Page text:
Our best geared powerlifter, Justin Winder, 275 at 5’8”, with a 1050 squat, 750 bench, and 705 deadlift, and a 2455 total, always eats as his pre-workout meal two hours before training McDonalds dipped in chicken broth, “for the bloat.”

It Works

We’ve established that eating to gain weight isn’t easy. Actually, at times, its downright sickening. But it works. We’ve heard Rip say before, and experience certainly tells me he’s right, that any amount of weight gained will lead to an increase in both muscle and fat; its virtually impossible for someone strength training to gain one without the other.  This means that bodyfat percentage will increase with a gain in lean body mass, and thus, an increase in fat accompanies an increase in leverage. The increase in leverage occurs because bigger muscles (i.e. an increase in contractile tissue) increases efficiency in the barbell lifts four ways: 1) an increase in contractile tissue leads to increase in contractile force, 2) an increased steepness (closer to 90 degrees, where maximum force is produced) of the fibers pulling on the prime-moving skeletal structures, such as the upper fibers of the pecs and delts on the humerus in the bench press, 3) a reduced range of motion (also an example of increased pec size on the bench press), and 4) the increased “tightness” in the bottom position of the lifts serves like a compressed and loaded “spring,” ready to explode to lockout.  

As most of you know, I own STRONG Gym, in Springfield, MO, where we have an incredible amount of really strong lifters. I have yet to see a single lifter who failed to get significantly stronger by pushing his weight up. And here’s the reality – they ALL got much stronger, regardless of whether the weight gain was mostly fat or mostly muscle. 

What would I do differently?

In spite of all the crazy stories, there are still some things I’d do differently if I could go back in time. The reality is that we were young and ignorant and poor. We didn’t know as much then as we do now concerning processed carbohydrates and the differences in how the body responds to fat vs. carbohydrates for recovery. We didn’t really understand nutrient timing either. We were poor as dirt and $1 double cheeseburgers provided as many calories for the buck as anything else we could find.  

It’s safe to assume that everyone who gains weight would rather skew that weight gain towards muscle, rather than fat. Therefore, if I could do it all over again, I would continue to pound protein and fat at virtually every meal. The recovery benefits of protein and fat cannot be underestimated. However, I probably would eat less sugar and processed carbohydrates, and would try to get my food from less processed and more natural sources. Remember that fat contains 9 calories per gram of weight, while carbohydrates contain only 4 calories per gram. So gram-by-gram fat will provide you with more than double the calories of carbohydrates.  I would try to drink less soda, eat less McDonald’s french fries and fewer Krispy Kreme donuts. I’d replace those foods with milk, cheeseburgers, and eggs. Rather than eating that epic meal of burgers, fries, soda, and pies at a fast food drive-through, I would choose about 3 double cheeseburgers and a quart of milk. Not healthy by your doctor or dietician’s standards, but a heck of a lot better than the aforementioned meal with fries, soda, and pies – just as convenient and better for recovery as well.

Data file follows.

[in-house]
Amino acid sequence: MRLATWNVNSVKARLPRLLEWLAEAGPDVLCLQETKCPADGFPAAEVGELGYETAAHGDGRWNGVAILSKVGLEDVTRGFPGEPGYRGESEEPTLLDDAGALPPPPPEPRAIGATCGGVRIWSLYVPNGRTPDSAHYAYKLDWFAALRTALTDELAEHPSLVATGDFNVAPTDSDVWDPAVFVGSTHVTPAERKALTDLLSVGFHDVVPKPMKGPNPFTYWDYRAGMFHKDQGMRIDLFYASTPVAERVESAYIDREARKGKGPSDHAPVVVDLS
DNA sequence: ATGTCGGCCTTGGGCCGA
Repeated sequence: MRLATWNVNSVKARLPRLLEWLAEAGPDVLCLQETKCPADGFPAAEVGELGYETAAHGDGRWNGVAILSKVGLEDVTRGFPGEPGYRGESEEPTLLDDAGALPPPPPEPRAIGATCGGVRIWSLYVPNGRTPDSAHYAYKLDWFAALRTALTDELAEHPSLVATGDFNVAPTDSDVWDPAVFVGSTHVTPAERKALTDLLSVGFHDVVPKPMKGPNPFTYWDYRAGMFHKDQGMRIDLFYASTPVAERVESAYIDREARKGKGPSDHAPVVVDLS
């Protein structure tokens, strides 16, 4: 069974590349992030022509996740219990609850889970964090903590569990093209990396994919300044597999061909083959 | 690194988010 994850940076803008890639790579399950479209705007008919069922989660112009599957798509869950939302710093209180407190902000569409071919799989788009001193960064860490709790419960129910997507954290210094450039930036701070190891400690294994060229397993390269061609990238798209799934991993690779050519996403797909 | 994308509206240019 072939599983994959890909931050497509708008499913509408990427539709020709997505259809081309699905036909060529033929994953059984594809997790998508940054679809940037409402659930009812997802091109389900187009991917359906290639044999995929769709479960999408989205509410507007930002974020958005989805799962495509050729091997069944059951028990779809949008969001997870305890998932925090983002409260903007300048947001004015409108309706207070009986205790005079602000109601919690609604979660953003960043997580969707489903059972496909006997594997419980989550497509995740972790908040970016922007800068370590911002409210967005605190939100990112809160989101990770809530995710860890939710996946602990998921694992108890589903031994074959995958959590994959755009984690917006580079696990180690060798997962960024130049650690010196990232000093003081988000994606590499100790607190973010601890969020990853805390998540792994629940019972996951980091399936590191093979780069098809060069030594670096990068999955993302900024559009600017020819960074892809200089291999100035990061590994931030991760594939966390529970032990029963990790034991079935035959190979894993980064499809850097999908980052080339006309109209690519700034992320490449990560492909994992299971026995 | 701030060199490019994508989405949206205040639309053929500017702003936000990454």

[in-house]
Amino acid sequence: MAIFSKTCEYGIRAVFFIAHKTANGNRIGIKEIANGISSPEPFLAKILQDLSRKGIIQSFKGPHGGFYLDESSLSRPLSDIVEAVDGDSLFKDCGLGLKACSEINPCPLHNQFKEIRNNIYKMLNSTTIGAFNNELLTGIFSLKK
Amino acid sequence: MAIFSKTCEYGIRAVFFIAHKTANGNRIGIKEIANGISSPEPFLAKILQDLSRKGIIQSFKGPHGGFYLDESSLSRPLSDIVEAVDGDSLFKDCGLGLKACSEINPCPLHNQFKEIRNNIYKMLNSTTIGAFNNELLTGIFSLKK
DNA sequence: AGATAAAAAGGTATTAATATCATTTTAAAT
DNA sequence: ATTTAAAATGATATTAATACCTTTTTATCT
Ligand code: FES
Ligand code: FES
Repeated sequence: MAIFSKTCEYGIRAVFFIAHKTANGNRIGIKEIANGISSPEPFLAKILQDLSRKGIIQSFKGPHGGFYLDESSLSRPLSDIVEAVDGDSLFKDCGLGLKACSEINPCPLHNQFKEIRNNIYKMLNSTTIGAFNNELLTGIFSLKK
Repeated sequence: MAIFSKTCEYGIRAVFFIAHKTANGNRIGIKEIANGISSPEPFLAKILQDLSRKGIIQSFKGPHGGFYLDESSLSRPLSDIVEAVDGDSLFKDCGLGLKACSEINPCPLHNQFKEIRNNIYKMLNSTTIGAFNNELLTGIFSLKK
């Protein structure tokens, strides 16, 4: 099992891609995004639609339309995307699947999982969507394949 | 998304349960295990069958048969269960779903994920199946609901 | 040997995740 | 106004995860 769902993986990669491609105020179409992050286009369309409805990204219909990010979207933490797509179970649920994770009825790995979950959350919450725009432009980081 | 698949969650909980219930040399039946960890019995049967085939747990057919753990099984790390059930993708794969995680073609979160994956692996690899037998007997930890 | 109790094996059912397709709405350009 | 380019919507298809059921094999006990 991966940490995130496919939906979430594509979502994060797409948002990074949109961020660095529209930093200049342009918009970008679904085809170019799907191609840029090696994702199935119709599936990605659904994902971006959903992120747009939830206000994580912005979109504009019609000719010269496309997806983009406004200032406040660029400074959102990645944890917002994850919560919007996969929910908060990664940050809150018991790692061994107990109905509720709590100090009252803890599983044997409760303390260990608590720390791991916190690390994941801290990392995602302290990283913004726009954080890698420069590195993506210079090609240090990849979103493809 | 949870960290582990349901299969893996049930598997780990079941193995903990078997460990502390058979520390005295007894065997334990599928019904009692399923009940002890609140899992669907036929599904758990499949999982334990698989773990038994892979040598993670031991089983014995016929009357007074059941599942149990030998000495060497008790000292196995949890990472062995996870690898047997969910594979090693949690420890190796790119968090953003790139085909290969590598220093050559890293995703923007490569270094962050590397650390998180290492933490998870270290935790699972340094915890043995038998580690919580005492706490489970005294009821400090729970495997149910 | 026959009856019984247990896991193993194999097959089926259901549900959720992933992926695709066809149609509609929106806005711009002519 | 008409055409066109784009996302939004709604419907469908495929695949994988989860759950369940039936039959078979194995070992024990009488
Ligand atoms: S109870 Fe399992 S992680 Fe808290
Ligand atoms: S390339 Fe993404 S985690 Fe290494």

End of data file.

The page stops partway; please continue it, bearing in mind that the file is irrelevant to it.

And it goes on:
Some things I try to get my clients to focus on eating are ground beef, eggs, whole milk, protein shakes, and nut butter. I also get them to stock up on tuna, nuts, jerky, peanut butter sandwiches, and meal replacement powder and keep these in the car and at work or school, because they don’t have to be refrigerated. Nothing will halt the progress of weight gain like missed meals – it’s totally unacceptable – so having these foods that don’t need to be refrigerated is a necessity. 

When you’re beat up and don’t feel like eating

One of the toughest times to eat is actually when you feel beat up and overtrained. One of the classic signs of overtraining is that full body achiness and lethargy that just seems to wipe out your appetite. These are the times when I find it best to make a high calorie protein shake (my favorite – whole milk, chocolate protein powder, a banana, natural peanut butter, and little ice) to help with recovery. Another trick I use to help facilitate recovery is a “green” shake, where I put handfuls and handfuls of kale or spinach in a blender with water, fresh berries, and yogurt. The high vitamin, mineral, and antioxidant content definitely seem to help with recovery. And the recovery is when we grow.  This is also when I try to take extra naps any time I can. I can’t tell you how many naps I’ve taken in my truck, just to get in extra sleep for recovery. If I get to work early, or have some extra time during my lunch break, I’ll grab a quick nap reclined in the seat of my truck. I’ll also try to take a 30-minute nap before almost every training session, as well as a long 2-3 hour nap after my heaviest session on Saturday afternoons; this additional sleep is invaluable for recovery.